My, how I dithered yesterday when deciding on the contents of today’s vase – champing at the bit to use the first of the ‘big’ tulips that were now in bud but still wanting to celebrate the last throes of the gorgeous early spring colour that we have been enjoying recently… It was the latter that won this tightly fought duel, but I felt a little like the Roman god Janus, the ancient god of beginnings, endings and transitions (amongst other things), looking both forward and back. Looking at previous posts, this dithering seems to be regular occurrence, especially at these transitional times in the year, so shouldn’t really come as any great surprise!
From the Coop I cut the last of the Narcissus ‘Grand Soleil d’Or’ which have been flowering cheerily for weeks, unaffected by the vagaries of the weather, and keeping the stems tall I picked out similarly lanky pruned stems of Cornus sanguinea ‘Midwinter Fire’ from a selection saved from the previous day’s seasonal pruning of the three cornus in the shrub border. They have positively glowed this last winter, warming the cold dark days and leaving me reluctant to carry out the essential spring maintenance which will ensure a repeat performance next year. But it’s done now and the prunings have been severally dealt with – some used as cuttings (which I have not tried before), some plonked in a bucket of water for future use in vases such as today’s and the remainder green-binned.
All the stems were popped into my first ever vase, a gift in the 1970s, a sharply incised cylindrical pottery creation with a denim blue matt glazed finish. For many years I have associated this vase with daffodils and tulips (always separately, never together), for which it is eminently suitable. The result is taller than most of my IAVOM offerings, almost 24″ in height, but with my new Improvised Vase Backdrop Contraption it was still a doddle to photograph. I have been meaning to ‘design’ something to make staging my vases easier for ages, and when I came to talk to the Golfer about it I realised there was very simple option which would do the trick perfectly – just 2 pieces of MDF taped together to make a hinge, over which can be draped whatever fabric is being used as a backdrop.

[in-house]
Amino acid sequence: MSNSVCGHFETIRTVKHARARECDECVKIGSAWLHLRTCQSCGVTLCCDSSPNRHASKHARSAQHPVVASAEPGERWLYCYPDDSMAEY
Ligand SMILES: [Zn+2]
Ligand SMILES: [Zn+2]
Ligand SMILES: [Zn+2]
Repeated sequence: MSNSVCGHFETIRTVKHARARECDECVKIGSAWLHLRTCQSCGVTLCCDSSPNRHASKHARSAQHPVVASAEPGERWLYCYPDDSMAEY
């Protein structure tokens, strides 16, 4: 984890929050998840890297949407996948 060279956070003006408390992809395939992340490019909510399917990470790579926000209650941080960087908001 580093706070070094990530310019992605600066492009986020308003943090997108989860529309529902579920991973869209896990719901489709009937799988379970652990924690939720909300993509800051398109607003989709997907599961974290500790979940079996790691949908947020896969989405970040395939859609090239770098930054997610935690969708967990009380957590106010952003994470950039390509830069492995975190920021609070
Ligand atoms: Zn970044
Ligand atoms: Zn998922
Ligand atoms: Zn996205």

The photograph shows it in situ in same location I usually use, one of the benches near the house (a bench that is always grubby and often wet), which usually needs a barrier to protect the fabric. The backdrop was previously limited by the height of the backrest over which the fabric would be draped, so this new 24 x 24″ backdrop is a big improvement. In due course it will have a simple ‘stay’ at the back to allow it to be freestanding, as well as having wing nuts to hold the backing fabric in place, but it functions perfectly adequately as it is and took about 5 minutes to make. Rather than my ragbag collection of coloured felt, most of which will now be too small to use, I shall seek out a collection of other fabrics which will have the advantage of not attracting spicks and specks of general garden detritus, as well as being washable.
So, perhaps it will be tulips next week – in April, rather than the tail end of March. In the meantime, no doubt other IAVOM contributors will have some tulips to share but whether it is tulips or twigs, narcissi or dried grasses, grand lilies or humble daisies, there will invariably be something in our gardens that we can cut and pop into a vase so take the plunge if you have not already done so and enhance your life in ways you never thought possible. If you would like to share the pleasure with us just leave the usual links to and from this post.